TAIPEI (Taiwan News) – State-owned CPC Corporation, Taiwan (中油) plans to take part in investments in India totaling NT$17 billion (US$567 million) and restart a naphtha cracker in Indonesia, two nations targeted by the government’s New Southbound Policy (新南向政策), reports said Wednesday.
The administration of President Tsai Ing-wen (蔡英文) designed the policy to intensify relations in various domains with the nations of South Asia and Southeast Asia as well as Australia and New Zealand.
In late 2015, CPC shut down its fifth naphtha cracker in Kaohsiung and started looking for an overseas location to restart it, with India and Indonesia reportedly both vying for the deal, the Chinese-language Liberty Times reported lawmakers as saying. They added that CPC had signed memorandums of understanding (MOU) with both countries.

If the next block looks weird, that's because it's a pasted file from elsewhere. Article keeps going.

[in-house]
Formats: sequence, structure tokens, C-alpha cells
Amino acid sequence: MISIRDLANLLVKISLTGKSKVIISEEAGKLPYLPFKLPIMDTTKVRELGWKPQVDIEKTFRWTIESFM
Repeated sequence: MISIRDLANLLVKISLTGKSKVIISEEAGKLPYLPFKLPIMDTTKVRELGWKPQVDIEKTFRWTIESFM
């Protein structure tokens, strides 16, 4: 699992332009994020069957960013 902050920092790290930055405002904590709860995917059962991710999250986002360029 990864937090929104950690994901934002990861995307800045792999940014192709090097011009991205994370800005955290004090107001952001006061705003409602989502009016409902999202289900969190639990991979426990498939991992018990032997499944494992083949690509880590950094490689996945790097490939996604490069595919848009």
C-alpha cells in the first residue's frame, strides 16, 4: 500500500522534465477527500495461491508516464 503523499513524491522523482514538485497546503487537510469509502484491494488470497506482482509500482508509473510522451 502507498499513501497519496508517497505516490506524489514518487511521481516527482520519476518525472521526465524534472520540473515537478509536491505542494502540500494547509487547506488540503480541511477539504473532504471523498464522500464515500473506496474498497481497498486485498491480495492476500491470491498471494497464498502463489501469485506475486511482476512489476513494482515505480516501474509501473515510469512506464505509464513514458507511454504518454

However, on Wednesday, Economics Minister Shen Jong-chin (沈榮津) told the Legislative Yuan that Indonesia would be the new location for the fifth naphtha cracker, while India was likely to win a separate NT$17 billion investment deal.
CPC would complete its assessment for moving its plant to Indonesia in January, Shen said, adding that the project was virtually a certainty.
The MOU with India was different as it dealt with a completely new petrochemical zone, according to the minister. While the project was still under review, Shen noted that Taiwan’s oil sector was highly interested in doing business in the South Asian giant. The CPC project was likely to be sited in Mundra, a special economic zone in Premier Narendra Modi’s home state of Gujarat, the Liberty Times reported.